LGBTQ rights advocates have long found themselves at odds with the evangelical Christian right. Instead of writing a song with thinly veiled metaphors about religion, queercore icons Team Dresch instead decided to opt for “Hate the Christian Right!,” a fiery, scream-rock track letting religious homophobes know exactly where they could stick their prayers.
Best lyric: “You never wanted to care/ You kill, you kill, you kill”
Pet Shop Boys “It’s a Sin”
There are a plethora of songs from the Pet Shop Boys’ stunning discography that tackle homophobia head-on. But one of their most effective was “It’s a Sin,” a tongue-in-cheek indictment of band member Neil Tennant’s Catholic upbringing, in which the star reiterates over and over again how ashamed of himself he should be -- while making it clear that he has nothing to be ashamed of. Having that message crack the top 10 of the Billboard Hot 100 only further proves the significance of this anthem.
Best lyric: “At school they taught me how to be/ So pure in thought and word and deed/ They didn't quite succeed.”
Ani DiFranco, “On Every Corner”
Folk rock icon Ani DiFranco has never been quiet about her more activist tendencies. “On Every Corner” is yet another example of the singer’s scathing indictments of society, this time aimed directly at the AIDS crisis of the ‘80s and ‘90s. Through strained guitar chords, DiFranco angrily asks who will be to blame when the plague wipes out the queer community, firmly pointing her finger at everyone who refused to care.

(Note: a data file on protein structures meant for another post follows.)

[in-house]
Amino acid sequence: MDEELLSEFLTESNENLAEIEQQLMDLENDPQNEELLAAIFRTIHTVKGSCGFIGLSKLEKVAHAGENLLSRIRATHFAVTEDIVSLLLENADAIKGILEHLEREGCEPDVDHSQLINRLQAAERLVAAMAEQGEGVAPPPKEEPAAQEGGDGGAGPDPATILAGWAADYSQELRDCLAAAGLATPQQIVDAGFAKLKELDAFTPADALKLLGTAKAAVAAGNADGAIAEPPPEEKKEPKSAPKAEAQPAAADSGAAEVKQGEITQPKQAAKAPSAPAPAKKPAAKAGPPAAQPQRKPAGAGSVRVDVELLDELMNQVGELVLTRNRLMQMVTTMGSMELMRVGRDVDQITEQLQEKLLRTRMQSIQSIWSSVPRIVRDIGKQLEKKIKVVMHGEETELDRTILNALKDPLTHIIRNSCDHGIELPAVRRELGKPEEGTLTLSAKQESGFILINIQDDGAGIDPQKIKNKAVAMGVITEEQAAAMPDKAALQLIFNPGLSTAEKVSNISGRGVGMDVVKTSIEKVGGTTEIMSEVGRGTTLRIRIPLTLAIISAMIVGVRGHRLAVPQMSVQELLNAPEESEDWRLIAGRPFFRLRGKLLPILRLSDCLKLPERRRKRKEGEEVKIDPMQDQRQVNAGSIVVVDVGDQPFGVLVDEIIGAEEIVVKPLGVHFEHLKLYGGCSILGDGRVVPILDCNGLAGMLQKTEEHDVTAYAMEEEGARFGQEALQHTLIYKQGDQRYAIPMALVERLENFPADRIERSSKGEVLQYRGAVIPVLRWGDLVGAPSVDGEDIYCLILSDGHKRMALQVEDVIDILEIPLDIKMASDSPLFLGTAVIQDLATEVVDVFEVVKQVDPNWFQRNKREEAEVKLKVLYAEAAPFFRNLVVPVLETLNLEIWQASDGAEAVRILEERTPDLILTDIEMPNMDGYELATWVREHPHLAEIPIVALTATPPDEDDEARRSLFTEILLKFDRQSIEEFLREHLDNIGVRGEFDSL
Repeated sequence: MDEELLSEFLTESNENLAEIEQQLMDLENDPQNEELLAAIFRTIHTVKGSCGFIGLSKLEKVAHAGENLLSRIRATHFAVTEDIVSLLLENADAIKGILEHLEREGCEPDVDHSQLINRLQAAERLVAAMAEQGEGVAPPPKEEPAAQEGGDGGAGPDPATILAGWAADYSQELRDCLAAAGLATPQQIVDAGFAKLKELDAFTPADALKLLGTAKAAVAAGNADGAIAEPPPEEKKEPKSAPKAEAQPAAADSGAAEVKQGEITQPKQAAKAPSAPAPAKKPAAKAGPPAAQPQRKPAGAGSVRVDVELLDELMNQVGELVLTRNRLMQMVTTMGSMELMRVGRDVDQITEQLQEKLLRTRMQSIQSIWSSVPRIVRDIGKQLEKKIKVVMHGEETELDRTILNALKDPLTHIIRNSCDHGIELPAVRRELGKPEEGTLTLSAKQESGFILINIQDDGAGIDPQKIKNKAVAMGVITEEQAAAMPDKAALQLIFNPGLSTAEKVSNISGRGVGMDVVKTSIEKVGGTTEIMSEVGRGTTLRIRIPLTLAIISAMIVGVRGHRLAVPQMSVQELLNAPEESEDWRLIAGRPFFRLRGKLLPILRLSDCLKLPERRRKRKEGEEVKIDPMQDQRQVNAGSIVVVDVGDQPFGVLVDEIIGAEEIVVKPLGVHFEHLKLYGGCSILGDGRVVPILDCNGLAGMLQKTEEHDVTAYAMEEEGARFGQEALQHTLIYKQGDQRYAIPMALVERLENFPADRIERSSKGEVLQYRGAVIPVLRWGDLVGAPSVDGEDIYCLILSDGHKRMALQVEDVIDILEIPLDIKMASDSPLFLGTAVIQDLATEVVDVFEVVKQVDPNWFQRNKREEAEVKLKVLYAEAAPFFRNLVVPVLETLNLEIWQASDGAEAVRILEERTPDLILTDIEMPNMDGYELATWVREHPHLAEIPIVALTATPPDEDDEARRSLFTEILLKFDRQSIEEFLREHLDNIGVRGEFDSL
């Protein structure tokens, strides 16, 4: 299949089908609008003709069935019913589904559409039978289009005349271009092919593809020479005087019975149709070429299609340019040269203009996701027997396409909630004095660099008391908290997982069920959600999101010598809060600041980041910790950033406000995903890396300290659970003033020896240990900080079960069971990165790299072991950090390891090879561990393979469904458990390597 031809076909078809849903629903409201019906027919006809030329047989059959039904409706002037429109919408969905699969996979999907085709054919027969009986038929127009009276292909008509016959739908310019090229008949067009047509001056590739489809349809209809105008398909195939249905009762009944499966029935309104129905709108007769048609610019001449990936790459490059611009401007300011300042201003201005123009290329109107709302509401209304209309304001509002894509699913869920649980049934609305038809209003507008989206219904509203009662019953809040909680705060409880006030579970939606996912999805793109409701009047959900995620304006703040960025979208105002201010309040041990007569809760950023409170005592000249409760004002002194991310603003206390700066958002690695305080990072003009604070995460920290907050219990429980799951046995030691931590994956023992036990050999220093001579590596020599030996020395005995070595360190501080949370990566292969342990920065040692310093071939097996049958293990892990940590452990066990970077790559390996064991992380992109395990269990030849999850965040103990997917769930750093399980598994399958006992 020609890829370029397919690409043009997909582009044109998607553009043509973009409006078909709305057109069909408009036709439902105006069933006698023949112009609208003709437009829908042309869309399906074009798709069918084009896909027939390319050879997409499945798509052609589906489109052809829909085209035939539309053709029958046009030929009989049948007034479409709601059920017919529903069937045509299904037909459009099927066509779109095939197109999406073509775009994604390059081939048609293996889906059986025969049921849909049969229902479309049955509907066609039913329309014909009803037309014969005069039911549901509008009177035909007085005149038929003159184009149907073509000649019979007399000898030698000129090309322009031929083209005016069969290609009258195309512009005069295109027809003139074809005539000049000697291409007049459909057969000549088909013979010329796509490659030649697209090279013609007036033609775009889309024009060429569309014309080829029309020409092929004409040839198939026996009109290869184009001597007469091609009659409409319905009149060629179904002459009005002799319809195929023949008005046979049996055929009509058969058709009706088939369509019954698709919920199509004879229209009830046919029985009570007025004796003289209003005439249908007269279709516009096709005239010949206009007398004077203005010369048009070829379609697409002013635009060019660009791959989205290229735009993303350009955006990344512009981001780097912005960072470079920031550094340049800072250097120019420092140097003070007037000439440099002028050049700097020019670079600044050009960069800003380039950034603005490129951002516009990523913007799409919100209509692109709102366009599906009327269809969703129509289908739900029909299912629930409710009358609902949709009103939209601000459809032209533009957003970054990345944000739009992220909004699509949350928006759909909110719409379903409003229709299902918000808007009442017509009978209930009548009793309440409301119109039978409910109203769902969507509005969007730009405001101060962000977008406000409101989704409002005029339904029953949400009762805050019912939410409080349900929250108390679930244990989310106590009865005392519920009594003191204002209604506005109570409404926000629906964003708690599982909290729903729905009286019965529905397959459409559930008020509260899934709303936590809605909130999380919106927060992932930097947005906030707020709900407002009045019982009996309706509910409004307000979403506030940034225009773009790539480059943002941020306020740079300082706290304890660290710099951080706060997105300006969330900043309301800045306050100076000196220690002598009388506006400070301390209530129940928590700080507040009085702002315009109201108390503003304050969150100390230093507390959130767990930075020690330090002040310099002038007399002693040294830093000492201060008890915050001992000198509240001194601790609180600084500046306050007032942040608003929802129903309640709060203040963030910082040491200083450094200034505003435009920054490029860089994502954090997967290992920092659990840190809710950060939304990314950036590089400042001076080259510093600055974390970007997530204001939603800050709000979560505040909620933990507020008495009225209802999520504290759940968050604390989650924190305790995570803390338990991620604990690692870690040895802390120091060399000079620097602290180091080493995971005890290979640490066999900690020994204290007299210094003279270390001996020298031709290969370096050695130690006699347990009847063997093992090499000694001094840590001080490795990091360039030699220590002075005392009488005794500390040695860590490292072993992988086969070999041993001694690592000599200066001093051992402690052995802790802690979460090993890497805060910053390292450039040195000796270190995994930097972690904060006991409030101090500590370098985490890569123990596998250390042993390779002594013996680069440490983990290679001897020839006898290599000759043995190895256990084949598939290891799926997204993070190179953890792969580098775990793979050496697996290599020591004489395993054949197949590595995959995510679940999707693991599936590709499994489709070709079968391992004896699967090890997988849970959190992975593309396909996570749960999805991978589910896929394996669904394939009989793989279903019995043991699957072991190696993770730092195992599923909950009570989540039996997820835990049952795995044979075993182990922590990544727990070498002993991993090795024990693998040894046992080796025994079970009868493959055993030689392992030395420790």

Best lyric: “May you never be fighting for your life/ And at the same time have to fight for your name.”
Against Me!, “True Trans Soul Rebel”
Throughout her storied career, Against Me! lead singer Laura Jane Grace has dedicated herself to providing near-constant visibility for the transgender community. In “True Trans Soul Rebel,” Grace made her point clearer than ever, depicting the fear and self-loathing that comes with coming out as trans. But with the song’s angsty melody and poignant lyrics, Grace makes it perfectly clear that being true to yourself shouldn’t have to be a fight.
Best lyric: “Yet to be born, you're already dead/ You sleep with a gun beside you in bed.”
Melissa Etheridge, “Uprising of Love”